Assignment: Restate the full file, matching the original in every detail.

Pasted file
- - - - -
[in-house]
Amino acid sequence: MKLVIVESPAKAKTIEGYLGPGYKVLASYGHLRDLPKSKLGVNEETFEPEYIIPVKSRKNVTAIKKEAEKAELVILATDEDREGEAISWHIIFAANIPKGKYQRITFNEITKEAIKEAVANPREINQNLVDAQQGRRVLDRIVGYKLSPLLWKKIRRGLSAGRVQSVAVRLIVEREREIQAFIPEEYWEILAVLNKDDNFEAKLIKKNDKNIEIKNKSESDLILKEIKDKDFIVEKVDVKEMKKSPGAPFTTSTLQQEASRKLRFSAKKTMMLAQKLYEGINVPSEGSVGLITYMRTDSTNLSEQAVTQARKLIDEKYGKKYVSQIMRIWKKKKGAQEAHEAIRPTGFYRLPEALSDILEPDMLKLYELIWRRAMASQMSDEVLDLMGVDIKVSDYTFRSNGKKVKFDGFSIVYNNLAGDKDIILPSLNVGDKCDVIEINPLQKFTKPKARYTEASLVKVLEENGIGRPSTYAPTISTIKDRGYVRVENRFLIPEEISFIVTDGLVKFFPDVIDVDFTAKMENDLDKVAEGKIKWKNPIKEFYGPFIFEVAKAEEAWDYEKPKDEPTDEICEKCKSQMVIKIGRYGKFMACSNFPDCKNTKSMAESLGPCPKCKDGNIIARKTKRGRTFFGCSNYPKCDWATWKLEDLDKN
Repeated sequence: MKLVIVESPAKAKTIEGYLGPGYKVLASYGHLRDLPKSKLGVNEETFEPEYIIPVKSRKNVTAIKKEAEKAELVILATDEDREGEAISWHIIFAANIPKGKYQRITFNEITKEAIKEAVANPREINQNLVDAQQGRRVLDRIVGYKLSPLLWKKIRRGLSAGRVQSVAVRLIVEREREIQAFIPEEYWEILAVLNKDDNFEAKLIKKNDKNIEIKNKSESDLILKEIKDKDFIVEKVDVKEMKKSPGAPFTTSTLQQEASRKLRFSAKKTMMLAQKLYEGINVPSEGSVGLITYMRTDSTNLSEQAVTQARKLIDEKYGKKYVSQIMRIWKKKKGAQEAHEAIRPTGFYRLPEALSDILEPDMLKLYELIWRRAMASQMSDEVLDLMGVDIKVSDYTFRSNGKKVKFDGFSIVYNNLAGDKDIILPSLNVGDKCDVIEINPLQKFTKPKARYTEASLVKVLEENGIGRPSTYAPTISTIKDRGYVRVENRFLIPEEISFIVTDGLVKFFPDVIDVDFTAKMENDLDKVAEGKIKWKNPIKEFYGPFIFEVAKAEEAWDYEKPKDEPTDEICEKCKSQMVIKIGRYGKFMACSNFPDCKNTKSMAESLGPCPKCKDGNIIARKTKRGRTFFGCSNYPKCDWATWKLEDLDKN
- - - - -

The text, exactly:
[in-house]
Amino acid sequence: MKLVIVESPAKAKTIEGYLGPGYKVLASYGHLRDLPKSKLGVNEETFEPEYIIPVKSRKNVTAIKKEAEKAELVILATDEDREGEAISWHIIFAANIPKGKYQRITFNEITKEAIKEAVANPREINQNLVDAQQGRRVLDRIVGYKLSPLLWKKIRRGLSAGRVQSVAVRLIVEREREIQAFIPEEYWEILAVLNKDDNFEAKLIKKNDKNIEIKNKSESDLILKEIKDKDFIVEKVDVKEMKKSPGAPFTTSTLQQEASRKLRFSAKKTMMLAQKLYEGINVPSEGSVGLITYMRTDSTNLSEQAVTQARKLIDEKYGKKYVSQIMRIWKKKKGAQEAHEAIRPTGFYRLPEALSDILEPDMLKLYELIWRRAMASQMSDEVLDLMGVDIKVSDYTFRSNGKKVKFDGFSIVYNNLAGDKDIILPSLNVGDKCDVIEINPLQKFTKPKARYTEASLVKVLEENGIGRPSTYAPTISTIKDRGYVRVENRFLIPEEISFIVTDGLVKFFPDVIDVDFTAKMENDLDKVAEGKIKWKNPIKEFYGPFIFEVAKAEEAWDYEKPKDEPTDEICEKCKSQMVIKIGRYGKFMACSNFPDCKNTKSMAESLGPCPKCKDGNIIARKTKRGRTFFGCSNYPKCDWATWKLEDLDKN
Repeated sequence: MKLVIVESPAKAKTIEGYLGPGYKVLASYGHLRDLPKSKLGVNEETFEPEYIIPVKSRKNVTAIKKEAEKAELVILATDEDREGEAISWHIIFAANIPKGKYQRITFNEITKEAIKEAVANPREINQNLVDAQQGRRVLDRIVGYKLSPLLWKKIRRGLSAGRVQSVAVRLIVEREREIQAFIPEEYWEILAVLNKDDNFEAKLIKKNDKNIEIKNKSESDLILKEIKDKDFIVEKVDVKEMKKSPGAPFTTSTLQQEASRKLRFSAKKTMMLAQKLYEGINVPSEGSVGLITYMRTDSTNLSEQAVTQARKLIDEKYGKKYVSQIMRIWKKKKGAQEAHEAIRPTGFYRLPEALSDILEPDMLKLYELIWRRAMASQMSDEVLDLMGVDIKVSDYTFRSNGKKVKFDGFSIVYNNLAGDKDIILPSLNVGDKCDVIEINPLQKFTKPKARYTEASLVKVLEENGIGRPSTYAPTISTIKDRGYVRVENRFLIPEEISFIVTDGLVKFFPDVIDVDFTAKMENDLDKVAEGKIKWKNPIKEFYGPFIFEVAKAEEAWDYEKPKDEPTDEICEKCKSQMVIKIGRYGKFMACSNFPDCKNTKSMAESLGPCPKCKDGNIIARKTKRGRTFFGCSNYPKCDWATWKLEDLDKN